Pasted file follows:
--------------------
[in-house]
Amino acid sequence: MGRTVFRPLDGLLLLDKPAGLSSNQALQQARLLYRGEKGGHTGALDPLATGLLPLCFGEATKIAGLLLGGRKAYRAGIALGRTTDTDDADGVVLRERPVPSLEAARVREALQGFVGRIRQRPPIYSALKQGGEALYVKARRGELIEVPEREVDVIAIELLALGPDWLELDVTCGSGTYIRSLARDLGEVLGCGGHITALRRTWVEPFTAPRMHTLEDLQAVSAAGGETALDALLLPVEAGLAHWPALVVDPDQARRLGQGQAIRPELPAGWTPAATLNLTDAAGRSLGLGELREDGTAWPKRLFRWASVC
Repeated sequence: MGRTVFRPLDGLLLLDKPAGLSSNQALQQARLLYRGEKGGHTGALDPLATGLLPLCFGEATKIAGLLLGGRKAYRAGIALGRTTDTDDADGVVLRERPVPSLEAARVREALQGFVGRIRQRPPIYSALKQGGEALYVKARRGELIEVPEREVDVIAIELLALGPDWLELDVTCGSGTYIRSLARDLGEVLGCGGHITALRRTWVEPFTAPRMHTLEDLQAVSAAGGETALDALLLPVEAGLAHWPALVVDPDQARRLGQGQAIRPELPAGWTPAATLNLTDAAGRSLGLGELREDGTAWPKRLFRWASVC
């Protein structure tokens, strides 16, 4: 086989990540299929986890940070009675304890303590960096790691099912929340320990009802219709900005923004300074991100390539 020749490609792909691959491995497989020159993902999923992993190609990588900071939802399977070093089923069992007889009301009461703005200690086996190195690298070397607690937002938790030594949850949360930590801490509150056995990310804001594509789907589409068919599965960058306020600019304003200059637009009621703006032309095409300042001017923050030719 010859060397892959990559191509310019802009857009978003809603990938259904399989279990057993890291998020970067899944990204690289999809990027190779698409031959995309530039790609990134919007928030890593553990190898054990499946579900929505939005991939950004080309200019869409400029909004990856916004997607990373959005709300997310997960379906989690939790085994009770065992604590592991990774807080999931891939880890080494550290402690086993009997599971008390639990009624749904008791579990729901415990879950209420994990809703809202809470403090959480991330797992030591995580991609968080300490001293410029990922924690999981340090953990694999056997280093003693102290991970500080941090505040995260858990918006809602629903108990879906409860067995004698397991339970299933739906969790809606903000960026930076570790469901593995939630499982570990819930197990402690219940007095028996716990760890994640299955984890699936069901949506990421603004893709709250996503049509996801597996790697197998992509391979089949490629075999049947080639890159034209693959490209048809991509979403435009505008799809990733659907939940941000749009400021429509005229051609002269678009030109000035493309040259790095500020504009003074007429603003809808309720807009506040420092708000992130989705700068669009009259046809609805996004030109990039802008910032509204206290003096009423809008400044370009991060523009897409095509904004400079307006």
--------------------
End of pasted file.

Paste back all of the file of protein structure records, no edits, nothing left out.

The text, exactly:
[in-house]
Amino acid sequence: MGRTVFRPLDGLLLLDKPAGLSSNQALQQARLLYRGEKGGHTGALDPLATGLLPLCFGEATKIAGLLLGGRKAYRAGIALGRTTDTDDADGVVLRERPVPSLEAARVREALQGFVGRIRQRPPIYSALKQGGEALYVKARRGELIEVPEREVDVIAIELLALGPDWLELDVTCGSGTYIRSLARDLGEVLGCGGHITALRRTWVEPFTAPRMHTLEDLQAVSAAGGETALDALLLPVEAGLAHWPALVVDPDQARRLGQGQAIRPELPAGWTPAATLNLTDAAGRSLGLGELREDGTAWPKRLFRWASVC
Repeated sequence: MGRTVFRPLDGLLLLDKPAGLSSNQALQQARLLYRGEKGGHTGALDPLATGLLPLCFGEATKIAGLLLGGRKAYRAGIALGRTTDTDDADGVVLRERPVPSLEAARVREALQGFVGRIRQRPPIYSALKQGGEALYVKARRGELIEVPEREVDVIAIELLALGPDWLELDVTCGSGTYIRSLARDLGEVLGCGGHITALRRTWVEPFTAPRMHTLEDLQAVSAAGGETALDALLLPVEAGLAHWPALVVDPDQARRLGQGQAIRPELPAGWTPAATLNLTDAAGRSLGLGELREDGTAWPKRLFRWASVC
């Protein structure tokens, strides 16, 4: 086989990540299929986890940070009675304890303590960096790691099912929340320990009802219709900005923004300074991100390539 020749490609792909691959491995497989020159993902999923992993190609990588900071939802399977070093089923069992007889009301009461703005200690086996190195690298070397607690937002938790030594949850949360930590801490509150056995990310804001594509789907589409068919599965960058306020600019304003200059637009009621703006032309095409300042001017923050030719 010859060397892959990559191509310019802009857009978003809603990938259904399989279990057993890291998020970067899944990204690289999809990027190779698409031959995309530039790609990134919007928030890593553990190898054990499946579900929505939005991939950004080309200019869409400029909004990856916004997607990373959005709300997310997960379906989690939790085994009770065992604590592991990774807080999931891939880890080494550290402690086993009997599971008390639990009624749904008791579990729901415990879950209420994990809703809202809470403090959480991330797992030591995580991609968080300490001293410029990922924690999981340090953990694999056997280093003693102290991970500080941090505040995260858990918006809602629903108990879906409860067995004698397991339970299933739906969790809606903000960026930076570790469901593995939630499982570990819930197990402690219940007095028996716990760890994640299955984890699936069901949506990421603004893709709250996503049509996801597996790697197998992509391979089949490629075999049947080639890159034209693959490209048809991509979403435009505008799809990733659907939940941000749009400021429509005229051609002269678009030109000035493309040259790095500020504009003074007429603003809808309720807009506040420092708000992130989705700068669009009259046809609805996004030109990039802008910032509204206290003096009423809008400044370009991060523009897409095509904004400079307006």